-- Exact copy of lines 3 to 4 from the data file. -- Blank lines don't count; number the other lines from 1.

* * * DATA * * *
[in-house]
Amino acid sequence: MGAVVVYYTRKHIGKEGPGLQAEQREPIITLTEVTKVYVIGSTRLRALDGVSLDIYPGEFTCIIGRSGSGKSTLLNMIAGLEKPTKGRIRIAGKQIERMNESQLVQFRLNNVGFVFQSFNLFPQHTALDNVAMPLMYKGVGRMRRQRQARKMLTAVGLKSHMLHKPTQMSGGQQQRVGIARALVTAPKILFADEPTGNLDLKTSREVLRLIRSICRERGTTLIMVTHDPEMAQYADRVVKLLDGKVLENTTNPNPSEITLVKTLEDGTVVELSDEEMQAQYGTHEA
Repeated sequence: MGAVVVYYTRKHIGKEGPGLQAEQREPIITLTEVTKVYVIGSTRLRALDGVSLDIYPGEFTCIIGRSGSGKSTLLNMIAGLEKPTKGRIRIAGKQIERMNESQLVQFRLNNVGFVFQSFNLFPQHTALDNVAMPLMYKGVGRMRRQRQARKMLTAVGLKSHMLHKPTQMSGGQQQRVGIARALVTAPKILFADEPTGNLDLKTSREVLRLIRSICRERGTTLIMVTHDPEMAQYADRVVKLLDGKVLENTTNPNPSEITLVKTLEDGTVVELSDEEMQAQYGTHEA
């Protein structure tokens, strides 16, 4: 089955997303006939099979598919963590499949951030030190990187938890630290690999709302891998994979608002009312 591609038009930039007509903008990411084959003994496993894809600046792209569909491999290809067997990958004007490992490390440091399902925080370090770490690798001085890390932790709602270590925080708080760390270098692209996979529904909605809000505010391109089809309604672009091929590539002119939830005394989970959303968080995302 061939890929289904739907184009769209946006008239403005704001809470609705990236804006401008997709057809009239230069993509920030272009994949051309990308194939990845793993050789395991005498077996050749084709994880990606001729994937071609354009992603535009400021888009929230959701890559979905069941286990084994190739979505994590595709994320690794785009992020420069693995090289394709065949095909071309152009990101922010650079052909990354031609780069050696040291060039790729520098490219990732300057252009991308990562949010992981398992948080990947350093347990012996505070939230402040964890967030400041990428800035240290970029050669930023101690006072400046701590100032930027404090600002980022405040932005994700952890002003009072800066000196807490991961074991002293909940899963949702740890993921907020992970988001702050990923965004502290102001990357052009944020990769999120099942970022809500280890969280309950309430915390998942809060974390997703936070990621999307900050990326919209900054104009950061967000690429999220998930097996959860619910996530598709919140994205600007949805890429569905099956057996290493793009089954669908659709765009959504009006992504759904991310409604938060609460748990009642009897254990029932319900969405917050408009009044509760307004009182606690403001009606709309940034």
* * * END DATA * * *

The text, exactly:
Repeated sequence: MGAVVVYYTRKHIGKEGPGLQAEQREPIITLTEVTKVYVIGSTRLRALDGVSLDIYPGEFTCIIGRSGSGKSTLLNMIAGLEKPTKGRIRIAGKQIERMNESQLVQFRLNNVGFVFQSFNLFPQHTALDNVAMPLMYKGVGRMRRQRQARKMLTAVGLKSHMLHKPTQMSGGQQQRVGIARALVTAPKILFADEPTGNLDLKTSREVLRLIRSICRERGTTLIMVTHDPEMAQYADRVVKLLDGKVLENTTNPNPSEITLVKTLEDGTVVELSDEEMQAQYGTHEA
């Protein structure tokens, strides 16, 4: 089955997303006939099979598919963590499949951030030190990187938890630290690999709302891998994979608002009312 591609038009930039007509903008990411084959003994496993894809600046792209569909491999290809067997990958004007490992490390440091399902925080370090770490690798001085890390932790709602270590925080708080760390270098692209996979529904909605809000505010391109089809309604672009091929590539002119939830005394989970959303968080995302 061939890929289904739907184009769209946006008239403005704001809470609705990236804006401008997709057809009239230069993509920030272009994949051309990308194939990845793993050789395991005498077996050749084709994880990606001729994937071609354009992603535009400021888009929230959701890559979905069941286990084994190739979505994590595709994320690794785009992020420069693995090289394709065949095909071309152009990101922010650079052909990354031609780069050696040291060039790729520098490219990732300057252009991308990562949010992981398992948080990947350093347990012996505070939230402040964890967030400041990428800035240290970029050669930023101690006072400046701590100032930027404090600002980022405040932005994700952890002003009072800066000196807490991961074991002293909940899963949702740890993921907020992970988001702050990923965004502290102001990357052009944020990769999120099942970022809500280890969280309950309430915390998942809060974390997703936070990621999307900050990326919209900054104009950061967000690429999220998930097996959860619910996530598709919140994205600007949805890429569905099956057996290493793009089954669908659709765009959504009006992504759904991310409604938060609460748990009642009897254990029932319900969405917050408009009044509760307004009182606690403001009606709309940034």